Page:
When I was a small child in Sunderland in the 1970s, there was only one accessory to have on Hallowe’en – a turnip lantern.
Back then in the north east, you seemed pretty sophisticated if you put mayonnaise on your salad instead of salad cream. Avocados were referred to as ‘avocado pears’ and considered to be objects of extraordinary exoticism.
So what did we know from pumpkins? Turnip lanterns were the thing.
Each year, my mum would carve out a turnip for me with an air of grim duty. This process required an amount of muscle power generally only required by removal men or lumberjacks.
When she was done, she’d attach a string handle to it and pop a candle inside. Then, accompanied by my dad, I’d carry the lantern off to the back garden to hunt for ghosts – the smell of burnt turnip drifting nauseatingly round our heads.
These days in north London, things are just a little bit different. The shops are crammed with every imaginable kind of Hallowe’en-themed tat. My ten-year-old got told off by the security guard in Tesco yesterday for activating the entire display of 50 singing skeletons simultaneously.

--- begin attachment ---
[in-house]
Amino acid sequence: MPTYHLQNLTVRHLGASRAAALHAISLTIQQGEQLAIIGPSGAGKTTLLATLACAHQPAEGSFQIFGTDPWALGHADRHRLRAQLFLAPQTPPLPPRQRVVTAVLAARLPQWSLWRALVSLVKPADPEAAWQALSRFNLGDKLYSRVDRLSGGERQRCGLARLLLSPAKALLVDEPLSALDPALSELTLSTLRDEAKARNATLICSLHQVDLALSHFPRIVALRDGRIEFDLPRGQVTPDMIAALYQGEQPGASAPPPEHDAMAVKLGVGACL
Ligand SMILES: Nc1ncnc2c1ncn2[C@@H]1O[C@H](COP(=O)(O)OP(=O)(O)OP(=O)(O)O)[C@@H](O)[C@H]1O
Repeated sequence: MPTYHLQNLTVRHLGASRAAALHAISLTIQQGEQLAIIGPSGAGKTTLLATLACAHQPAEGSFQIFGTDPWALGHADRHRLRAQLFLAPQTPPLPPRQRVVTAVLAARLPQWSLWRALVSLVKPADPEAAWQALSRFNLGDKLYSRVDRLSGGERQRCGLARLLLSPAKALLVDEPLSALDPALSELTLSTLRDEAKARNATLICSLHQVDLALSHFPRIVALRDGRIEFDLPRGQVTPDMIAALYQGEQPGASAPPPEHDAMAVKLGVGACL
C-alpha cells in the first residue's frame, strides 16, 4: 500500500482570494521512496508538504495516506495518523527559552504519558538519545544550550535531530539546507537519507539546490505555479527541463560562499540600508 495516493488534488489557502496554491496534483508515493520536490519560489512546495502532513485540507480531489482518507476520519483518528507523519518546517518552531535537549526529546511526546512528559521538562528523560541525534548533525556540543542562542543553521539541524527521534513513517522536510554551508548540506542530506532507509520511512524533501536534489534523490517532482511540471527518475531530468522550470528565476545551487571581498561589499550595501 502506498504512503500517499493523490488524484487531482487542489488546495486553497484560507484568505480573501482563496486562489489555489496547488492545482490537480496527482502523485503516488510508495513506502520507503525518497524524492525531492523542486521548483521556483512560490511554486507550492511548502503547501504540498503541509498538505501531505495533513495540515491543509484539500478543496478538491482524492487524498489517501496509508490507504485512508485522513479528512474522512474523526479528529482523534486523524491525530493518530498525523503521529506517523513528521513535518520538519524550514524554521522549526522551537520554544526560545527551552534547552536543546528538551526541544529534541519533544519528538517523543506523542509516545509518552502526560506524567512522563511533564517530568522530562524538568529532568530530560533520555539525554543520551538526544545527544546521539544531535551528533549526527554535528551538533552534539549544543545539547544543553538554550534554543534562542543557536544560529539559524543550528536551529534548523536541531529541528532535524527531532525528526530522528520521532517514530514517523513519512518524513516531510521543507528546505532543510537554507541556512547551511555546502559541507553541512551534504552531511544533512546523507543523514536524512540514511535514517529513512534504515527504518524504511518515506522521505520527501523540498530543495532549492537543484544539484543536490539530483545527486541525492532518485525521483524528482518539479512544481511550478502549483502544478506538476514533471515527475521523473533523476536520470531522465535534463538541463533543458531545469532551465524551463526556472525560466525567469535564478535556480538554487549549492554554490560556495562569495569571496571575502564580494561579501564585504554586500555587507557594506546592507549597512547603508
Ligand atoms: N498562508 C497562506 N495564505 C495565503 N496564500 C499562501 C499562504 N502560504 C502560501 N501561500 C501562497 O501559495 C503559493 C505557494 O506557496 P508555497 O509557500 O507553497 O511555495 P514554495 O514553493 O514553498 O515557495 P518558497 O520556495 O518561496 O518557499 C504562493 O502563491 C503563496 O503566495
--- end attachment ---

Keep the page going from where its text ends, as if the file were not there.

Hallowe’en is now a fantastic excuse for middle class oneupmanship. Each year, the pumpkins on the doorsteps round where I live are carved with ever more ornate images. Tonight, there were haunted houses and flying bats, witches on broomsticks and leering skulls.
Hedges were festooned with cobwebs, severed hands poke through letter boxes, spiders dangled menacingly from the doorways. On a nearby street, a pair of legs dangled out of a dustbin.
I’m not sure what carvings to expect next year: the shower scene from Psycho? A scale reproduction of Highgate Cemetery? Or perhaps there will be a pumpkin which hasn’t been carved at all. Its scariness will derive from the subversion of our expectations.
I feel I should claim that back in my Sunderland childhood, Hallowe’en was much better. We didn’t spend money; we didn’t gorge on sweets; we didn’t show off. I should point out that Hallowe’en is now utterly crass and overwhelmingly commercial: the true spirit of it has been lost.
In actual fact, turnip lanterns were really shit. Bring on the fancy pumpkins, the cheap Tesco costumes and the obscene quantities of sweets – that’s what I say.
I would love to hear about your Hallowe’en experiences – past or present. Please let me know in the comments section below.
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